Solid 'Ant-Man and the Wasp' could have been more fun

Cary Ashby • Jul 17, 2018 at 5:00 PM

To get the proper perspective on “Ant-Man and the Wasp,” I first must take a broader look at the recent Marvel Cinematic Universe movies.

For first the eight years or so, Marvel Studios could do no wrong, putting out one impressive film after another. Phase Three started out strong, with the intriguing and multi-layered “Captain America: Civil War,” which is equally enjoyable on repeat viewings. For my money, it’s the last truly outstanding and intelligent movie that Marvel has released. That was more than two years ago, May 6, 2016, a lifetime in the movie industry.

Aside from “Captain America: Civil War,” Phase Three has felt like a cash-grab. The movies have gotten fans excited, made a lot of money, but have little cinematic value. The only recent Marvel movies with any substance are “Doctor Strange” (Nov. 4, 2016) and “Spider-Man: Homecoming” (July 7, 2017).

Don’t let the runaway box-office success of “Black Panther” or “Avengers: Infinity War” fool you; just because a film has made a ton of money doesn’t equal superior quality.

“Ant-Man and the Wasp” should have been the feel-good summer movie I was yearning — and needed — to see.

Much like so many other recent Marvel films, “Ant-Man and the Wasp” isn’t just a sequel to its predecessor, the utterly delightful and criminally overlooked “Ant-Man.” It also has ties to “Captain America: Civil War” and in a mid-credits bonus scene that any fan could see coming from a mile way, “Avengers: Infinity War.”

There’s little doubt this scenario will be crucial to defeating Thanos in the 2019 “Avengers” sequel, which concludes Phase Three. Doctor Strange and Captain Marvel will be just as important. “Captain Marvel” is the next Marvel movie out (March 8), starring Brie Larson as the title character, U.S. Air Force pilot Carol Danvers.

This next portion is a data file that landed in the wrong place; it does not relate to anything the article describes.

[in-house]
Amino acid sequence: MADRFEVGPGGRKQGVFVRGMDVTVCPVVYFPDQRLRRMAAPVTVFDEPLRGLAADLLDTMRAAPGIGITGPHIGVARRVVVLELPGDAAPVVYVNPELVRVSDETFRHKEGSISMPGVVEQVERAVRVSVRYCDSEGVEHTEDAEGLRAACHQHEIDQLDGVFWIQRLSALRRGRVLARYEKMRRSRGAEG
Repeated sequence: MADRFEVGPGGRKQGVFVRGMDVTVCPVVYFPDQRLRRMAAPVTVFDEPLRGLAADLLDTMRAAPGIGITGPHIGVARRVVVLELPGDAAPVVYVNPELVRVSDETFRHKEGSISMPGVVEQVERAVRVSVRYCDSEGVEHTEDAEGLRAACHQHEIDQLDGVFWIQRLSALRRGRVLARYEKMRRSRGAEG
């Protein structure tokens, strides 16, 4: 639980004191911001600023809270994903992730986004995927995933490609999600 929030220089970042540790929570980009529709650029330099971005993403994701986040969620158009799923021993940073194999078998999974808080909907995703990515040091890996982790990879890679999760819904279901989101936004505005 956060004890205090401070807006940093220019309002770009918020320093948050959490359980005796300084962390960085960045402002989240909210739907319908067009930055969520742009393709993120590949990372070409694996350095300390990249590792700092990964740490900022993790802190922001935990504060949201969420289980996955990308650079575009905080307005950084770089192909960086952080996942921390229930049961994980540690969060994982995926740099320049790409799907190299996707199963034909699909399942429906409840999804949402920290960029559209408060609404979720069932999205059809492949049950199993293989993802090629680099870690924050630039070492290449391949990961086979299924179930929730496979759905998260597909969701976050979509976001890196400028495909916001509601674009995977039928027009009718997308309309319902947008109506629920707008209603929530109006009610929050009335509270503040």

To appreciate and understand “Ant-Man and the Wasp,” you need to see “Ant-Man” first. Otherwise, you’ll be lost about the importance of finding the original Wasp (Michelle Pfeiffer) in the Quantum Realm. Reuniting Hope VanDyne (a dynamic Evangeline Lilly) and Dr. Hank Pym (Michael Douglas) with Janet Van Dyne (Pfeiffer) is crucial. With that being the focus, Paul Rudd’s Scott Lang almost isn’t a main character, but more of a co-star who is needed for a plot-device.

The overall cast chemistry lacks the certain charm from “Ant-Man.” Maybe that’s because Pym and Hope being upset over Lang using the Ant-Man suit to help Team Cap in “Civil War” comes off as tension that was added just so there could be some. The same can be said to a lesser extent about the unresolved issues between Pym and Laurence Fishburne’s Dr. Bill Foster, who years ago had worked with Pym at S.H.I.E.L.D. as Goliath.

The subplot involving the so-called villain, Ghost, doesn’t work and fails to contain the proper emotional heft.

Using Rob Base and DJ EZ Rock’s catchy hip-hop classic “It Takes Two” extensively in the trailers spoiled me and the actual score does nothing to complement the action. The trailers also do this sequel another injustice; the footage pretty much tells the entire story and showcases the best scenes, so there are few surprises.

“Ant-Man and the Wasp” is nothing close to being a must-see popcorn movie, yet it gets enough things right to avoid being a dud. It’s a fun time — just not nearly as much fun as I had hoped. For those fans and movie lovers like me who are on a budget, see it on $5 Tuesdays or during a matinee.

Grade: B-

Reflector staff writer Cary Ashby shares his views, reviews, previews and interviews about the superhero industry and action-adventure genre on his Cary’s Comics Craze blog, caryscomicscraze.blogspot.com. CCC originally ran as a twice-monthly column in the Reflector for nearly 10 years. Follow Ashby on Facebook at “Cary Ashby — reporter & comic book blogger” and on Twitter at @Cary_reporter.

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